The World Bank has started two separate, concurrent actions in response to Pakistan’s objections to India’s Kishenganga and Ratle projects in Jammu and Kashmir.
However, the Treaty does not contain such a clause.According to official sources, New Delhi has notified Islamabad that it wants to amend the more than 60-year-old Indus Waters Treaty (IWT) due to Pakistan’s “intransigence” in carrying it out (January 27).
The Notice (Indus Waters Treaty)
Based on the sources, the notification, which was delivered on January 25 via the Indus Waters Commissioner, will kick off the process of amending the treaty.
The goal of the notice for amendment, according to them, was to provide Pakistan the opportunity to engage in international talks within 90 days to resolve the major IWT infringement. “This method would also update the IWT to take into account the lessons learned over the last 62 years,” a source said.
India has notified Pakistan in compliance with IWT Article XII(3). This section states, “The provisions of this Treaty may be changed from time to time by a treaty agreed upon and officially accepted by the two Governments.”
What is the Indus Waters Treaty?
After nine years of discussions between India and Pakistan that were mediated by the World Bank, the IWT was finally signed on September 19, 1960 in Karachi by Prime Minister Jawaharlal Nehru and President Mohammed Ayub Khan of Pakistan.
The agreement for the six rivers of the Indus basin that pass through both India and Pakistan is outlined in the treaty. It has 8 Annexures and 12 Articles (from A to H).According to the terms of the agreement, Pakistan must get water from the “Western Rivers” (Indus, Jhelum, and Chenab), while India is allowed “unrestricted usage” of all the water from the “Eastern Rivers” (Sutlej, Beas, and Ravi).
The Dispute (Indus Waters Treaty)
India is building two hydroelectric power projects (HEPs): the Ratle HEP on the Chenab and the Kishenganga HEP on the Kishenganga, a tributary of the Jhelum. In opposition to these schemes is Pakistan.
Sources claim that Pakistan requested the appointment of a Neutral Expert in 2015 to look into its technical issues to the Kishenganga and Ratle HEPs. However, Pakistan unilaterally withdrew this motion the next year and suggested that a Court of Arbitration rule on its concerns.According to sources, Pakistan’s unilateral move is in violation of the graduated dispute resolution procedure envisioned by Article IX of the IWT. India subsequently asked for the issue to be referred to a Neutral Expert in a separate request.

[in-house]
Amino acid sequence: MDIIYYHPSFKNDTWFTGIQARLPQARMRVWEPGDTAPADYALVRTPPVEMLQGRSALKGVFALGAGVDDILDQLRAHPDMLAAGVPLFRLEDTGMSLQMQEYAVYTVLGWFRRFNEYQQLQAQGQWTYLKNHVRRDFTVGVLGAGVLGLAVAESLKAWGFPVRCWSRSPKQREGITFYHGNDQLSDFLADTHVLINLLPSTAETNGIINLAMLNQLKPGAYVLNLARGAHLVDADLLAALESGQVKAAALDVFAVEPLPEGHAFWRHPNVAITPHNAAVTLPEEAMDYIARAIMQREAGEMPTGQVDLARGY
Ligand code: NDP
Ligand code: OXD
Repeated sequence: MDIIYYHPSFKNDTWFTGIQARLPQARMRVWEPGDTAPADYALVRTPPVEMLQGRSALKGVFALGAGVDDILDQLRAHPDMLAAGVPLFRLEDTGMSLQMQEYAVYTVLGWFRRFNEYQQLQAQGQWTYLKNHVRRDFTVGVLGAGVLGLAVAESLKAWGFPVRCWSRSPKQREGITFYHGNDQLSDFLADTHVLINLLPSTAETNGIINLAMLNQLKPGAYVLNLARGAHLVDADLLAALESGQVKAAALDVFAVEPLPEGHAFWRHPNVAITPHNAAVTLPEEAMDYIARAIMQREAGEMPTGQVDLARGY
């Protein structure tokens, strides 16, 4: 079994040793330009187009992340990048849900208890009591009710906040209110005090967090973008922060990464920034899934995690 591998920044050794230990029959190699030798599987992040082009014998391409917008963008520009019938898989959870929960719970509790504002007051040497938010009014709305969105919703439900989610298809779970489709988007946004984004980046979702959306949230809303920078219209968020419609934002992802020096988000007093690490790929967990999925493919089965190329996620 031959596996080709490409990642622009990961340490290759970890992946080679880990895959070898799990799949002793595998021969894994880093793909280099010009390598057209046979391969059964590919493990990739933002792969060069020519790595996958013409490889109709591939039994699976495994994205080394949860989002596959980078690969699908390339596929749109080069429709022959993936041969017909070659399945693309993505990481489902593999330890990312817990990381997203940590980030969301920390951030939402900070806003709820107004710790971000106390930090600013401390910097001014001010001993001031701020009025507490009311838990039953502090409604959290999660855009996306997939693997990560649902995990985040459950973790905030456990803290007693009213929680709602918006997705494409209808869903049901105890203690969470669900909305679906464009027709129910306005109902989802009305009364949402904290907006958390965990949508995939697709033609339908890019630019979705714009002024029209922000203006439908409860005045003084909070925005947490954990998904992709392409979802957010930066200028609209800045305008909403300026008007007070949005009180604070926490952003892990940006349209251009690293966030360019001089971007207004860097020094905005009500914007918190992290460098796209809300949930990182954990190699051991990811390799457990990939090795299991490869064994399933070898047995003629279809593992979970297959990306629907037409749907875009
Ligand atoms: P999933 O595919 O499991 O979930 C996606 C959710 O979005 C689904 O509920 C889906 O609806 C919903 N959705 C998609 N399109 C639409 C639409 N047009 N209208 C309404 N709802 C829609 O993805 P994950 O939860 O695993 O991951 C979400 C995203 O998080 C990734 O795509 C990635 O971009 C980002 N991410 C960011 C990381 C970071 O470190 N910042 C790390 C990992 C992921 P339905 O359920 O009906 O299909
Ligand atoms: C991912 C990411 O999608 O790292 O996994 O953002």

The World Bank has started taking action on both the Neutral Expert and Court of Arbitration processes at Pakistan’s continued request. But according to the sources, no IWT clause addresses such concurrent evaluation of the same problems.
The World Bank designated Michel Lino as the Neutral Expert and Prof. Sean Murphy as the Chairman of the Court of Arbitration in October of last year. The Bank stated in a statement on October 17, 2022, “They shall carry out their tasks in their individual capacity as subject matter experts and independently of whatever other positions they may currently have.”
Kishenganga Hydroelectric Project 9(Indus Waters Treaty)
The Kishenganga project is situated in the Bandipora district of the Union Territory of Jammu & Kashmir in the hamlet of Kralpora on the Kishenganga River. The project’s location is around 370 kilometres from Jammu and 70 km from Srinagar. In May 2018, Prime Minister Narendra Modi opened the project.
A horseshoe- or circular-shaped “concrete face rock-fill dam” with a height of 37 m is part of the project. Three 110 MW generating units make up the run-of-the-river system, which has a 330 MW total capacity. A 23.25-kilometer Head Race Tunnel directs river water to the subterranean power plant, where it is used to produce 1,713 million units of energy annually.
In addition to J&K, the initiative would help the states of Chhattisgarh and Uttar Pradesh, according to a formal announcement made in 2018. According to the release, “Kishengana HE Project would deliver a free electricity of 13% to the state (erstwhile J&K), which will be roughly Rs 133 crore per year.”
Ratle Hydroelectric Project (Indus Waters Treaty)
The project is being planned on the Chenab River in the Jammu and Kashmir province’s Kishtwar district, 140 kilometres from Udhampur and 201 kilometres from Jammu. It is a run-of-the-river project with a concrete dam that is 133 metres high.
The 850 MW project will feature five generating units, four of which will be 205 MW each and one of which will be 30 MW. The project can produce 3,136.76 million units of electricity per year once it is fully operational. The estimated project cost is Rs 5,281.94 crore (November 2018 prices).
A new joint venture company (JVC) with equity contributions of 51% and 49% from NHPC and Jammu & Kashmir State Power Development Corporation Ltd (JKSPDC) would be established to carry out the project.